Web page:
built upon their favorable editorial in December. The article
illustrates the importance of all actors in the food industry
bringing their power to bear if exploitation in the fields is to
change once and for all. That means the supermarket industry
must join the fast food and foodservice industries in ensuring
improved wages for farmworkers and implementing farmworker
monitored codes of conduct to address abuses.
Now is the time for consumers to
tell Ahold and Publix corporations to do their fair share.
If you’re in the northeast
come to the Community Farmworker Alliance “Encuentro,”
February 4-6 in New York City to learn more and take action. And
mark your calendars for
the CIW’s peaceful actions in Boston
in the afternoon) where we’ll focus on Ahold and in Tampa (March
4-5) where we’ll focus on Publix.
And keep those postcards and manager’s letters going!
Campaign for Fair Food
PHEWA announces search for new staff position:
Lead Organizer for the Presbyterian Health, Education & Welfare
Association, Inc. (PHEWA).
PHEWA is a ministry of the Compassion, Peace
and Justice Ministry, General Assembly Mission Council,
Presbyterian Church (U.S.A.). PHEWA network members are eager to
welcome this new addition to leadership of this volunteer
organization that is working to make our church and society more
responsive to the needs of those who are vulnerable and
marginalized. Applicants should submit a letter of interest and
PIF or equivalent resume to
Application deadline is February 28, 2011.
here for the position description (in PDF format) >>
Susan Lee Stack, Program Assistant,
Presbyterian Health, Education & Welfare Association (PHEWA)
PC(USA) Office of Social Welfare Ministries,
General Assembly Mission Council; Compassion, Peace & Justice
toll free (888) 728-7228 ext. 5800
Three more observations on the shootings in
Faith leaders to Congress: ‘soul searching’ needed about
PC(USA)’s Gradye Parsons
joins 50 others in appeal
JANUARY 13, 2011
Faith in Public Life, by Kristin Ford
In an open letter to Congress published today
(Jan. 13) as a full-page advertisement in Roll Call newspaper,
faith leaders are calling for national “soul searching” and
praying for Members of Congress after Saturday’s shooting spree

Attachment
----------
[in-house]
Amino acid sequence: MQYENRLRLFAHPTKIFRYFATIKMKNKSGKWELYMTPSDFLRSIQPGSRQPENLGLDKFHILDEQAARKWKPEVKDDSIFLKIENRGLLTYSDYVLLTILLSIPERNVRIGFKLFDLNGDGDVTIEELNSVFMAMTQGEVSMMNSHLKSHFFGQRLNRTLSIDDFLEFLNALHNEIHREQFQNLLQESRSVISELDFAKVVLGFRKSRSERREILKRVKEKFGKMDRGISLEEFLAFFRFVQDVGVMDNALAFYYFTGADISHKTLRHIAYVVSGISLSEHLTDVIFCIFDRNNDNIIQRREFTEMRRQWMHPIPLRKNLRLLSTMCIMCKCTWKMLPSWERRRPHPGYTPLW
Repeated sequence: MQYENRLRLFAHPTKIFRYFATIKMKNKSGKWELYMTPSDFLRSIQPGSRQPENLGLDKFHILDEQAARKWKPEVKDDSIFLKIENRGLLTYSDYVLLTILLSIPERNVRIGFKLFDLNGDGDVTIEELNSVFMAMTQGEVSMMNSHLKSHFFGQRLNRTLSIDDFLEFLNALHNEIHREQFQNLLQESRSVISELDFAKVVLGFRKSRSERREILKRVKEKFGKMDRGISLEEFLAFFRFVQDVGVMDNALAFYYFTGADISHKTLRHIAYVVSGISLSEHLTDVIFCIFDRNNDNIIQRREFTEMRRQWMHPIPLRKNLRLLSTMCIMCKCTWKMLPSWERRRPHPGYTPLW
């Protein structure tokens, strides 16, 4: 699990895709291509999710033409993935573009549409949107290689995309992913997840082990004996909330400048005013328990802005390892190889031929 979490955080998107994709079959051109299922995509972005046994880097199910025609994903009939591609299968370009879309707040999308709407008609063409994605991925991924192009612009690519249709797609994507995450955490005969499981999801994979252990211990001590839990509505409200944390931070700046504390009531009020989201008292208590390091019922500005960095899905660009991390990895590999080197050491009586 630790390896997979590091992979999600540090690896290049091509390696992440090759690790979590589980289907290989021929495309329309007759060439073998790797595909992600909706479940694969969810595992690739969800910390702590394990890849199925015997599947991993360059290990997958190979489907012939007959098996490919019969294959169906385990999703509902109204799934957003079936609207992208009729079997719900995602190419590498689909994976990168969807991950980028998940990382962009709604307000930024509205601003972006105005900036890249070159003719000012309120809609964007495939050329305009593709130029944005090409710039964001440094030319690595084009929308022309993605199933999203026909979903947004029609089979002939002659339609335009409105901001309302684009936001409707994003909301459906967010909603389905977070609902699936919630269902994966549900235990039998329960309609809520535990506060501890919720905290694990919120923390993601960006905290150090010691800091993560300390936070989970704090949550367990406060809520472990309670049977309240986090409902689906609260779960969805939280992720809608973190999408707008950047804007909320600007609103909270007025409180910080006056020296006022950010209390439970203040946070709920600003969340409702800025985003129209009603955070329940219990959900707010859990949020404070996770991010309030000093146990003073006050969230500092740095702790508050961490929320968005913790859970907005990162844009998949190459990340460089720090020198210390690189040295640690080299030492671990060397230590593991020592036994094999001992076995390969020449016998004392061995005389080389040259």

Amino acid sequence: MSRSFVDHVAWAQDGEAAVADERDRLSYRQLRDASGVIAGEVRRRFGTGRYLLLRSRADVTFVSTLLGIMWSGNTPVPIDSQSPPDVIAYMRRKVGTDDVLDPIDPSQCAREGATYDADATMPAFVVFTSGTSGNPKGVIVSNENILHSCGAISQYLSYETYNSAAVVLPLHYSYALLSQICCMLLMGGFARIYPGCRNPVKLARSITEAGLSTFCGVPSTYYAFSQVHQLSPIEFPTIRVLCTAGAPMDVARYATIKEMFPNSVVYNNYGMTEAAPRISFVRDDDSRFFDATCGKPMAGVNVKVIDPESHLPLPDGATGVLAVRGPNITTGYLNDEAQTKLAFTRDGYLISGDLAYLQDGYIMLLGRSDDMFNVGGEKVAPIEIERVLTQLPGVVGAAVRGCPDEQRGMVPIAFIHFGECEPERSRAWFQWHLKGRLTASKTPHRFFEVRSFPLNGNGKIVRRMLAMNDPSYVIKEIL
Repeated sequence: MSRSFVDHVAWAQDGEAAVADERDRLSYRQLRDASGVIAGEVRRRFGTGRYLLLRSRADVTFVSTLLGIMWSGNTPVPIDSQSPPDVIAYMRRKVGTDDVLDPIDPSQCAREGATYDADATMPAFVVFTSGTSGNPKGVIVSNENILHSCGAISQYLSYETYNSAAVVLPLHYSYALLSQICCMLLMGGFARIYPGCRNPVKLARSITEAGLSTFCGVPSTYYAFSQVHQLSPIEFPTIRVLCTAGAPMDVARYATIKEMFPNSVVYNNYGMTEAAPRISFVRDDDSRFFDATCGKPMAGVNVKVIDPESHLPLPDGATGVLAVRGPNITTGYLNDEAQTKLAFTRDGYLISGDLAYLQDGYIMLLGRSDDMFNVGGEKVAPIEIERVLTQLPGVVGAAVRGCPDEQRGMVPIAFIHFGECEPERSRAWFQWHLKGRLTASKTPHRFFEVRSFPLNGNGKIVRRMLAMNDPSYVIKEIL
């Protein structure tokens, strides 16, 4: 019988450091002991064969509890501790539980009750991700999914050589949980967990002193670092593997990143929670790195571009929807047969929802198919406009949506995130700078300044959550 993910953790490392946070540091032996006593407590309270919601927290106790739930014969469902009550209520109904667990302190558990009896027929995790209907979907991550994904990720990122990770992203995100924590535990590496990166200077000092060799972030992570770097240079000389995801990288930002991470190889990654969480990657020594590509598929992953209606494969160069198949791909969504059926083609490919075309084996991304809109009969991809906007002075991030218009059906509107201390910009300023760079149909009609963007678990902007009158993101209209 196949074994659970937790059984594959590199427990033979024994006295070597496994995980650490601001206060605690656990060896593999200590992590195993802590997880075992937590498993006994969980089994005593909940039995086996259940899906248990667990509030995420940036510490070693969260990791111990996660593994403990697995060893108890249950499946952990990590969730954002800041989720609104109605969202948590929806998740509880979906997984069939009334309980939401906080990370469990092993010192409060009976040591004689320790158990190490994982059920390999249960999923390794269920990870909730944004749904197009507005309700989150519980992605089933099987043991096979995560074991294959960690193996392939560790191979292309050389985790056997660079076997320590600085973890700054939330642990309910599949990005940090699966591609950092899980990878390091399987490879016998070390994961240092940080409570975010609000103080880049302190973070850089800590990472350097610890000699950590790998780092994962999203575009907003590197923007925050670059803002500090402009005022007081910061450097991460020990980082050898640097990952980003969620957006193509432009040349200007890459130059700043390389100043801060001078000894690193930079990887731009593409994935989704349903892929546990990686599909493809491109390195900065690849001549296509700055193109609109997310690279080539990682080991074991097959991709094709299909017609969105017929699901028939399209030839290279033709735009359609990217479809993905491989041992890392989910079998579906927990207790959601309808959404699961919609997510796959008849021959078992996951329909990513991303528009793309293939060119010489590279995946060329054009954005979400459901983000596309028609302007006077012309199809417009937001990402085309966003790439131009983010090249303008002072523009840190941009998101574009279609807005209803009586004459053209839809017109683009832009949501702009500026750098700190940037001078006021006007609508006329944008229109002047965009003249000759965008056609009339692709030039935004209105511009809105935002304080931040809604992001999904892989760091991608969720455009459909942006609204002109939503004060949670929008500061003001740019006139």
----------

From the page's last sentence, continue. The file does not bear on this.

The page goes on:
in Arizona, which left six people dead and Congresswoman
Gabrielle Giffords, D-AZ, critically injured.
Presbyterian Church (U.S.A.) General Assembly
Stated Clerk Gradye Parsons is among the 50 prominent national
religious leaders who signed the open letter. The signers
include heads of mainline Protestant, Catholic, evangelical,
Jewish and Muslim denominations, congregations, and
The signers urge Members of Congress to reject
vitriolic and rancorous rhetoric, consider the consequences of
their words, and engage political adversaries in a spirit of
shared American values of civility and cooperation.
Other signatories, in addition to Parsons,
include megachurch pastors Bishop T.D. Jakes and Rev. Joel
Hunter; the Rev. Jim Wallis of Sojourners; Nathan J. Diament,
the Director of Public Policy for the Union of Orthodox Jewish
Congregations of America; and Rabbi David Saperstein of the
Religious Action Center of Reform Judaism.
The Rev. Peg Chemberlin, president of the
National Council of Churches and the Rev. Michael Kinnamon,
general secretary of the NCC, which represents 45 million people
and 100,000 congregations in the U.S., and Rev. Sam Rodriguez,
president of the National Hispanic Christian Leadership
Conference, which serves 15 million Hispanic Christians, also
signed the letter.
The full text of the letter, which is also
available online with a complete list of signatories:
Dear Members of Congress,
As Americans and members of the human
family, we are grieved by the recent tragedy in Tucson,
Arizona. As Christian, Muslim and Jewish leaders, we pray
together for all those wounded, including Congresswoman
Gabrielle Giffords as she fights for her life. Our hearts
break for those lives lost and for the loved ones left
behind. We also stand with you, our elected officials, as
you continue to serve our nation while coping with the
trauma of this senseless attack.
This tragedy has spurred a sorely needed
time of soul searching and national public dialogue about
violent and vitriolic political rhetoric. We strongly
support this reflection, as we are deeply troubled that
rancor, threats and incivility have become commonplace in
our public debates.
We appreciate the sacrifices you make and
risks you incur by accepting a call to public service, and
we urge you to continue to serve as stewards of our
democracy by engaging ideological adversaries not as
enemies, but as fellow Americans.
In our communities and congregations, we
pledge to foster an environment conducive to the important
and difficult debates so crucial to American democracy. In
our churches, mosques and synagogues, we come together not
as members of a certain political ideology or party, but as
children of God and citizens called to build a more perfect
union. We pray that you do the same.
Read this article, with a link to the list of signers of the
‘Civility’ author James Calvin Davis comments on Arizona
shooting, political blame game
release from Westminster John Knox Press begins:
The recent shooting in a Tucson, Arizona
supermarket has saturated the media the past few days, sparking
accusations of political influence from the Tea Party and a
rancorous political climate to explain why the shooter decided
to open fire. Middlebury College professor and ordained